I believe that we all take our hats off to the Family Practitioner, even in this age of specialty focus. Those who choose the specialties may even lead the salute.
In an age where we are all used to going to many different specialists as knowledge of and training for each medical problem expands, we are all still dependent on our family practitioners to know us intimately. We know that years of training and expense, both financially and in life itself, go into the focus that produces each physician.
The greatest expense in years and cost is incurred by specialists, even though their financial rewards are usually greater. It is the specialists also who garner the most attention and are the physicians we read about and talk about most often. We boast about Aaron Vinik, M.D. at the EVMS Strelitz Diabetes Center, who is world renowned for his research in, and treatment of, diabetes and neuropathy. Christopher Walshe, M.D. is a highly respected specialist in the urogynecology field for women who have suffered with those sensitive problems for too long. Orthopedic surgeon Joel Stewart, M.D., graduated from Harvard Medical School and went on to make a name for himself in reconstructing feet, among other orthopedic problems, and will repair mine when the time comes. How fortunate we are to have such specialists right here in Hampton Roads.
It is the family practitioner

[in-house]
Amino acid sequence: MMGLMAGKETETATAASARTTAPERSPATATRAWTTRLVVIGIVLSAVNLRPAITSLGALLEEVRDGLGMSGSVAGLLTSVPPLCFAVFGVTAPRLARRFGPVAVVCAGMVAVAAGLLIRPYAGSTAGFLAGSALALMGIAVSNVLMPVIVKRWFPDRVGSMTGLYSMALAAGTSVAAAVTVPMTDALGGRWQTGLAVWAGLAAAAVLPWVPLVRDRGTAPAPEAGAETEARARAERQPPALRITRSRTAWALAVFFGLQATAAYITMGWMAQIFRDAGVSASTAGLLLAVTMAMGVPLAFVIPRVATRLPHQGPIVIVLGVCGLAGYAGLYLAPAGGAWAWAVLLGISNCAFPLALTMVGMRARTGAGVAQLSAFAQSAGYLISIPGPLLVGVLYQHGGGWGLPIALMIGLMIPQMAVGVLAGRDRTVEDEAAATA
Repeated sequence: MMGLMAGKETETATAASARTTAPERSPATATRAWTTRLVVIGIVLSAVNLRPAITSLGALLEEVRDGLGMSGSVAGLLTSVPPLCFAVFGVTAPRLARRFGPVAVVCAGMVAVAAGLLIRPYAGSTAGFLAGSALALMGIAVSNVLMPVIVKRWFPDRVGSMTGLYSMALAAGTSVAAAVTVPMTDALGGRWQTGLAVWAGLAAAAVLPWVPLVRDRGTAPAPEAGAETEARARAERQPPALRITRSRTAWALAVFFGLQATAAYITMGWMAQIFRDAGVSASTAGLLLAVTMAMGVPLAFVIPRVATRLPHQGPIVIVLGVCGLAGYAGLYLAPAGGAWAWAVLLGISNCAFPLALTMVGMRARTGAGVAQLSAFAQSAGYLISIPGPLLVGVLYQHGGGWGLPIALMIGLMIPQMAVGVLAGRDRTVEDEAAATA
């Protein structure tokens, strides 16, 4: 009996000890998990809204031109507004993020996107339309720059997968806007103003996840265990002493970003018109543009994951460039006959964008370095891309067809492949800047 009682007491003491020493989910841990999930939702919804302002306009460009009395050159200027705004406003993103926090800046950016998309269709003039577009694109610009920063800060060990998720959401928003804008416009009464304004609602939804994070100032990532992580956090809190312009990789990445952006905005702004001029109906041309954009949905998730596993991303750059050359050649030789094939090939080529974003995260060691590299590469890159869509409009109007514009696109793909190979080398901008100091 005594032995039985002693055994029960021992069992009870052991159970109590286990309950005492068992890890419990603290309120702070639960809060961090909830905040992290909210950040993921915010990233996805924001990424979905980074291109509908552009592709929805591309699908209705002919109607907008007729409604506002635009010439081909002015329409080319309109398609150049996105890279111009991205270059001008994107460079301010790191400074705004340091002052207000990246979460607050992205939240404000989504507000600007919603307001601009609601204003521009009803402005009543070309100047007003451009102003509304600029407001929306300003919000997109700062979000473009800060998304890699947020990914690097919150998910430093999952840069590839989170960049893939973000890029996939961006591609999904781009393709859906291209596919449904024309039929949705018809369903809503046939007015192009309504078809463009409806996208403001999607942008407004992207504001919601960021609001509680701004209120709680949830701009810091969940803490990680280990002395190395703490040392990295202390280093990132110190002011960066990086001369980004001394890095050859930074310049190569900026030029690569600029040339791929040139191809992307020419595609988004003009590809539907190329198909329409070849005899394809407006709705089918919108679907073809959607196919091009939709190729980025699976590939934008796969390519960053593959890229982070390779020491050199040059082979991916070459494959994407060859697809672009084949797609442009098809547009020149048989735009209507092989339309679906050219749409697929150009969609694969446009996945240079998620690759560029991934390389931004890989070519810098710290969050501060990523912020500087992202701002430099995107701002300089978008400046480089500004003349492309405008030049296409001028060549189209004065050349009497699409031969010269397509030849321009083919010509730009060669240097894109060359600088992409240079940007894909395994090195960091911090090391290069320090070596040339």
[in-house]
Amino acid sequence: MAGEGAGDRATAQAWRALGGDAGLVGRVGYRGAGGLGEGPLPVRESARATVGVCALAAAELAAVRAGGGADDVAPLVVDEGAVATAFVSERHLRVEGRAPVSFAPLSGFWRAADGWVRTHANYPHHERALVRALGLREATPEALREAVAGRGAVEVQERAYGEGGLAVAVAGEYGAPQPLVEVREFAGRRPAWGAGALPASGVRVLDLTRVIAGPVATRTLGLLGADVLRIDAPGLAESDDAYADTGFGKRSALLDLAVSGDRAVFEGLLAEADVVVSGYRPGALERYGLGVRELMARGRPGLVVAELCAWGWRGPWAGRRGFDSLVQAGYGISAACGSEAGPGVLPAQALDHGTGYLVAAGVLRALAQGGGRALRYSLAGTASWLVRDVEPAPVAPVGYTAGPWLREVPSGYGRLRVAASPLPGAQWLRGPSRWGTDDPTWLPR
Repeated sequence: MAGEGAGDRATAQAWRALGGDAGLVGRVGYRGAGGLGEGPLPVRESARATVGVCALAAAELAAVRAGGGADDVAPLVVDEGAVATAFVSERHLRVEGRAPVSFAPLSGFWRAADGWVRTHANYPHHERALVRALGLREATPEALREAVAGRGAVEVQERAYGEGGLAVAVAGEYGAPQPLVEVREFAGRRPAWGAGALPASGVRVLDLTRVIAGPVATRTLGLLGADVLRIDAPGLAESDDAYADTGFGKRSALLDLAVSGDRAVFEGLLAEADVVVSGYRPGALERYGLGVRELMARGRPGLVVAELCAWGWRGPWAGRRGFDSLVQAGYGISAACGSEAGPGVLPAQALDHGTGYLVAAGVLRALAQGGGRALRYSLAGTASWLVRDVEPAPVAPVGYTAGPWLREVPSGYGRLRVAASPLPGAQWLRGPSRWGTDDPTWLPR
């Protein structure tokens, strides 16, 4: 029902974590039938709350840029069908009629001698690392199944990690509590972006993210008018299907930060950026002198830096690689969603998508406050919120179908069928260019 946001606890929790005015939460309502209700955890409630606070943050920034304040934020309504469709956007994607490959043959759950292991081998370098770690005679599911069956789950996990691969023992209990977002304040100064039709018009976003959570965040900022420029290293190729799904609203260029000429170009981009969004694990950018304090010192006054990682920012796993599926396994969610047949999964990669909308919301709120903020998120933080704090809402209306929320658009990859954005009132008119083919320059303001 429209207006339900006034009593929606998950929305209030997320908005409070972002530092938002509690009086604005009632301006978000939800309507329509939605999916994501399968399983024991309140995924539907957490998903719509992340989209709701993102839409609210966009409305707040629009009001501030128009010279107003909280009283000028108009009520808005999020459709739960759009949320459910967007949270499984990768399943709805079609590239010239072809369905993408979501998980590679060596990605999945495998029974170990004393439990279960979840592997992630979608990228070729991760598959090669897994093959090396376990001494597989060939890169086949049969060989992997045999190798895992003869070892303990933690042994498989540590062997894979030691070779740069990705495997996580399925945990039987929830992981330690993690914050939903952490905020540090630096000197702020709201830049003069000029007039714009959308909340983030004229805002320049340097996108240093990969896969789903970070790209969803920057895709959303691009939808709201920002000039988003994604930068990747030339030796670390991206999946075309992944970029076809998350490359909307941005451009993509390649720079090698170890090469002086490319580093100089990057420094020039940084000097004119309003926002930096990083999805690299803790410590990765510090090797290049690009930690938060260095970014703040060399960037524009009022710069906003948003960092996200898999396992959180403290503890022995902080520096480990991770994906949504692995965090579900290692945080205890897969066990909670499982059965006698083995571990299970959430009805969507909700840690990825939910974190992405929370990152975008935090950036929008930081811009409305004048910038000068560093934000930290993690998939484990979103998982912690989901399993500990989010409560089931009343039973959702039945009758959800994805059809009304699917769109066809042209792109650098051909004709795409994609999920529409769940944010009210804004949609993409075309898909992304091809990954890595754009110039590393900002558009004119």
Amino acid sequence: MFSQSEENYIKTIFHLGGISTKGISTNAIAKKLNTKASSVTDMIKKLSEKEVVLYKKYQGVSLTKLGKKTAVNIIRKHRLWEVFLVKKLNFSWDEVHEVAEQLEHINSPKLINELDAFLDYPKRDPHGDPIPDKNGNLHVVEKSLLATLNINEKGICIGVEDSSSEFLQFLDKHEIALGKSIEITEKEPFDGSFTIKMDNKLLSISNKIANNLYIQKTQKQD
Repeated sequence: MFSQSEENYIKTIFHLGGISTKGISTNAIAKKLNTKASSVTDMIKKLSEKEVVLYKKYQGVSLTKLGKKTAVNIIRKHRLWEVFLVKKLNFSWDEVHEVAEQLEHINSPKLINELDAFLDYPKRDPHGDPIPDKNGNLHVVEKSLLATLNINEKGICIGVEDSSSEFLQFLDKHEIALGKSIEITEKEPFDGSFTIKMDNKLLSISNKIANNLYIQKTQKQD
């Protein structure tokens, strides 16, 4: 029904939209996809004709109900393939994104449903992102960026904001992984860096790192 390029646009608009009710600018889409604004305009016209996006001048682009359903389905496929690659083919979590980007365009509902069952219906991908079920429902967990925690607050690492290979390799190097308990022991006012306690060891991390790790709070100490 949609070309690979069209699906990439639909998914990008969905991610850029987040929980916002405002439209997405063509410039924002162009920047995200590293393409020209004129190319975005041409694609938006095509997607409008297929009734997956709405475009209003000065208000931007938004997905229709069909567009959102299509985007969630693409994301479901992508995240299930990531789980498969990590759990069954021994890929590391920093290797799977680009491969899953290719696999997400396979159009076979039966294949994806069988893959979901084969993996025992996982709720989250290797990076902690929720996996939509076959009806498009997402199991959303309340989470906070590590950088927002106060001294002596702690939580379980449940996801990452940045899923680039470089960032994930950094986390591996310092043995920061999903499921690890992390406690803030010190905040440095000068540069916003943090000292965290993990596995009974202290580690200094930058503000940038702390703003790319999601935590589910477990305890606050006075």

who is the backbone
of the medical system.
Who among us, medical professionals and patients alike, do not have stories of the miracles performed by specialists we are privileged to have right here? We've told many of their stories and will tell many more in the issues to come.
So why highlight specialists as we celebrate the Family Practitioner? We do so to let these too often unsung family physicians know that these colleagues still stand in awe of what they do, quietly and with little fame, embracing their patients and their families over a lifetime, sometimes treating, sometimes trusting others to care for whatever unique problems arise. They have to have such a spectrum of knowledge, consider so many elements of the total care picture and work so tirelessly. It is the family practitioner who is the backbone of the medical system.
We salute them.
Jean Loxley-Barnard has been a writer all her life and studied both sociology and psychology at George Washington University where she earned a B.A. Her company, The Shopper, Inc., encompasses all the Loxley-Barnard family publications - The Shopper Magazines and Doctor to Doctor Magazine. She has been in the advertising, consulting and publishing business for 38 years.
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